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Charles Scarpello, ship captain, dies at 79A...


Charles Scarpello, ship captain, dies at 79

A Mass of Christian burial for Charles A. Scarpello, a retired merchant ship captain who served aboard two ships that were torpedoed during World War II, will be offered at 10 a.m. tomorrow at St. Joseph's Roman Catholic Church, 101 Church Lane, Texas.

Mr. Scarpello, who was 79, died Saturday of a heart ailment at his home on Jefferson Avenue in the Timonium area.

He retired 18 years ago after many years as a ship's officer. Though licensed as a captain, he would often sail as a mate if no command were available.

A native of Chicago, who fought in the Lincoln Brigade in the Spanish Civil War, he went to sea during World War II and graduated from the Merchant Marine Academy.

He wrote an article that appeared in The Sun about his trip on a ship sunk in July 1942 when it was returning from Murmansk, U.S.S.R., in a convoy that ran into a surfaced U-boat.

His ship had suffered torpedo attacks, five days and nights of aerial attacks and frequent attacks in port before it was sunk on the way home.

Widely traveled, he was fond of telling stories of his experiences throughout the world.

He is survived by his wife, the former Carmela DiFranco; a daughter, Maria Grace Michels of New Freedom, Pa.; and two grandchildren.

Elmer F. Carter

School bus driver

A memorial service for Elmer F. Carter, a retired school bus driver and former taxicab driver and golf-course starter, will be held at 6 p.m. Saturday at the Free Gospel Tabernacle Church, 3201 Lynch Road, Edgemere.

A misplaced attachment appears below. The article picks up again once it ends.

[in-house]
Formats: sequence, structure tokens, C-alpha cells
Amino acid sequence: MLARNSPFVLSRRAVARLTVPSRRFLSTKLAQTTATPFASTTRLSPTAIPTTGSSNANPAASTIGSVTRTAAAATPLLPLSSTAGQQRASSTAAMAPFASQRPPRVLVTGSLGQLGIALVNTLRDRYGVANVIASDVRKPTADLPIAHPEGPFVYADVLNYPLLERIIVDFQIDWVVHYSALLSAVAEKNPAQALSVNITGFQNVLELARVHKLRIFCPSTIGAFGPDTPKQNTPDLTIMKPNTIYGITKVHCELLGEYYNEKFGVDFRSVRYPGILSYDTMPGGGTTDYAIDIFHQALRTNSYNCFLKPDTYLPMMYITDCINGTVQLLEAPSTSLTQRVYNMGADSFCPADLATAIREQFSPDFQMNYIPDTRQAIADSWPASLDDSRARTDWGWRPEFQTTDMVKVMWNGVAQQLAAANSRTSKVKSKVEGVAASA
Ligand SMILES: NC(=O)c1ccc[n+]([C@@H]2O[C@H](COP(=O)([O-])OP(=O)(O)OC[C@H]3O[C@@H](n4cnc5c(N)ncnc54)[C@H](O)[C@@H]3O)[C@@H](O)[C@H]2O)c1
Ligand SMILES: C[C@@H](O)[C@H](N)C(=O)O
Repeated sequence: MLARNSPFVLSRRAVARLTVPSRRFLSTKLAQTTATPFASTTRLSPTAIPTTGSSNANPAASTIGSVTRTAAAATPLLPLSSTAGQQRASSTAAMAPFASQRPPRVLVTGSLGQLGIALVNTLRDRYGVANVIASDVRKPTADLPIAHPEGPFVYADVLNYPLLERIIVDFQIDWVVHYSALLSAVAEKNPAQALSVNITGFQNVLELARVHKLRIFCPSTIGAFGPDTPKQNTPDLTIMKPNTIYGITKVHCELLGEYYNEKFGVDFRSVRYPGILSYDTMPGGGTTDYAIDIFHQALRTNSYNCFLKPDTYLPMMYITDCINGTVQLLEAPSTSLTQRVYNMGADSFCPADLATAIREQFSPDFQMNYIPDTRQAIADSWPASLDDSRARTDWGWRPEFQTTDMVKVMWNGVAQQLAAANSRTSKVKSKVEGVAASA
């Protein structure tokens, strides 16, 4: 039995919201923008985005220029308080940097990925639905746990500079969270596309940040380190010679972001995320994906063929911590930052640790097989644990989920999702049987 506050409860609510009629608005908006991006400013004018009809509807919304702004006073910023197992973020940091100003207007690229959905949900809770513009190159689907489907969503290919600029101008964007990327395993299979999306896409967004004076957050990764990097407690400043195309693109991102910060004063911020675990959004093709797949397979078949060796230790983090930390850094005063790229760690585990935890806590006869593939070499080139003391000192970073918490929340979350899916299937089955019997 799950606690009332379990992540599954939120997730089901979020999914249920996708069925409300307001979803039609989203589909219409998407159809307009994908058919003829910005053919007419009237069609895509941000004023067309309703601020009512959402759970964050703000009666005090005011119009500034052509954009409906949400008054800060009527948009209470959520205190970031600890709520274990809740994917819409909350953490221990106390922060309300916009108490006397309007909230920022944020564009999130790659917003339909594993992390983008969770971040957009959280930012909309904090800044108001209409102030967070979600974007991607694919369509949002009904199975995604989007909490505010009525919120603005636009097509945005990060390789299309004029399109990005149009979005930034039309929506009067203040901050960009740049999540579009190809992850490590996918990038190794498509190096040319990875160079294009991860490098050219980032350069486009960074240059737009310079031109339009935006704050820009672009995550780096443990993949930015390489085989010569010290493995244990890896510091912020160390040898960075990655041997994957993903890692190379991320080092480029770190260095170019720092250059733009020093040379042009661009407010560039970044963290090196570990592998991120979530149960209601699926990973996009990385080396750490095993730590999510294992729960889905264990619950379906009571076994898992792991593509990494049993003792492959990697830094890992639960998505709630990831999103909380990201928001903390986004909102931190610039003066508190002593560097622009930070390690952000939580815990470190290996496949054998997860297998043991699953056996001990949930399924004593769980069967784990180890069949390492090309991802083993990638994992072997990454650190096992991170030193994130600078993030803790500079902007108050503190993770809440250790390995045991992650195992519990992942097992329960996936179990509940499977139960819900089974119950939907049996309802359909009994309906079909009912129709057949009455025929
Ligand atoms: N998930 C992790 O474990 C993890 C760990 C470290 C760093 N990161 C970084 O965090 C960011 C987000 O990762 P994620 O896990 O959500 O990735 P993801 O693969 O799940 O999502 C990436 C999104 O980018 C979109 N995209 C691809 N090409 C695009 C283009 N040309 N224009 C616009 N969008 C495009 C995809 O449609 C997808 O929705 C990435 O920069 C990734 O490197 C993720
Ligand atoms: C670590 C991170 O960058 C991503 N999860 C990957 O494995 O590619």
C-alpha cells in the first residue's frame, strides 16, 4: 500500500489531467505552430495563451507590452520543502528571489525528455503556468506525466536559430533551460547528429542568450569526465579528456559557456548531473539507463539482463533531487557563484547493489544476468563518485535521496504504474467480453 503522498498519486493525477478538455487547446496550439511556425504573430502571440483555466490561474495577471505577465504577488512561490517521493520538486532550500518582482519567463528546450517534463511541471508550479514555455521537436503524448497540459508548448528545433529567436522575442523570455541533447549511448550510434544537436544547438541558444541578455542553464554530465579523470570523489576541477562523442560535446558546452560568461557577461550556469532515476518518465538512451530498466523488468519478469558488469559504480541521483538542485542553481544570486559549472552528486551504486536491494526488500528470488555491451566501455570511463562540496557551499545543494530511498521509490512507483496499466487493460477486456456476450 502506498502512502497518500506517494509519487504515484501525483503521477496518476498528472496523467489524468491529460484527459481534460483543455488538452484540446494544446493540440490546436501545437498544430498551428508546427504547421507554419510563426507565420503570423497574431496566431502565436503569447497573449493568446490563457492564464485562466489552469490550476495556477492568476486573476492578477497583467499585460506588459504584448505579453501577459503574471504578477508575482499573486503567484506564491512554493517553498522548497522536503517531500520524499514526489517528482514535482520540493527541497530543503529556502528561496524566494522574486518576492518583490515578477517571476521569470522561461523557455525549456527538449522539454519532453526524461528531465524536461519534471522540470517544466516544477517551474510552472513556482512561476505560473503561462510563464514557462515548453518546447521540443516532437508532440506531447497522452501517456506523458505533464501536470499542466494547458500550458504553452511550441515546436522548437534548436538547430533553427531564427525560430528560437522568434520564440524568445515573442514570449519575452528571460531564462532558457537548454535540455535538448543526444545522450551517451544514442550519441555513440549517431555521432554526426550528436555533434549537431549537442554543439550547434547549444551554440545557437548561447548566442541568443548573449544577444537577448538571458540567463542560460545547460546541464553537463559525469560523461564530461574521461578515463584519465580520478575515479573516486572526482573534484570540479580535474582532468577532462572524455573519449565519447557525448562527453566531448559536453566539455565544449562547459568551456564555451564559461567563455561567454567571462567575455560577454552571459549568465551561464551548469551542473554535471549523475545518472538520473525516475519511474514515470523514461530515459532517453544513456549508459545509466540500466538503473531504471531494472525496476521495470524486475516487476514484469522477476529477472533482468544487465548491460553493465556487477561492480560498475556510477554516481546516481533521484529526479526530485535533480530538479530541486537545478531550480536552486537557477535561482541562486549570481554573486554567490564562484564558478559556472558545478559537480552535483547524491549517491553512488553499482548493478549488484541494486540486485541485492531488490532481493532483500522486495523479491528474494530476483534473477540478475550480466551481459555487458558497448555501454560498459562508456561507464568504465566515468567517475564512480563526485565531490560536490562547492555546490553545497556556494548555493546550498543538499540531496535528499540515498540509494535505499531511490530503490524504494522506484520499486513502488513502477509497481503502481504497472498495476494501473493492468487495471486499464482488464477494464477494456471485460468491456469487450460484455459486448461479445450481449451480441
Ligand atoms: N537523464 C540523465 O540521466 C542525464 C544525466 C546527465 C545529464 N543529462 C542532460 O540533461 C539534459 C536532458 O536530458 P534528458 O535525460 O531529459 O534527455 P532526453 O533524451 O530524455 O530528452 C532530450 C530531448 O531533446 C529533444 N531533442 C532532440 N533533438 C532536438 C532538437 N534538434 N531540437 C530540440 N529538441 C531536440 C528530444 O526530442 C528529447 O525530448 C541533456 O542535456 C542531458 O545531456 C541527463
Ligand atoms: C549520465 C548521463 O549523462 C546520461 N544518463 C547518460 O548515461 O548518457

Mr. Carter, who was 81 and lived with a daughter on Heathwood Road in Glen Burnie, died there July 30 of cancer.

He retired more than 15 years ago after driving a bus for the Baltimore school system for about five years.

For 10 years before that, he worked as a starter at the Clifton Park Golf Course. He also had been a cabdriver for 30 years, mostly with the G.I. Veterans Taxicab Association.

A native of Baltimore who was educated in the public schools, he served in the Army during World War II.

He was a sports fan, especially interested in the Orioles and Colts.

His wife, the former Martha H. Johnson, died in 1981.

He is survived by three daughters, Joan Bartlett and Judith Dieter, both of Glen Burnie, and Carole Jachelski of Pasadena; three sons, William F. Carter of Baltimore, Douglas E. Carter of Amsterdam, N.Y., and Ronald S. Carter of Waco, Texas; a sister, June Weidner of Baltimore; a brother, Clyde Carter of Baltimore; 22 grandchildren; eight great-grandchildren; and a great-great-grandson.

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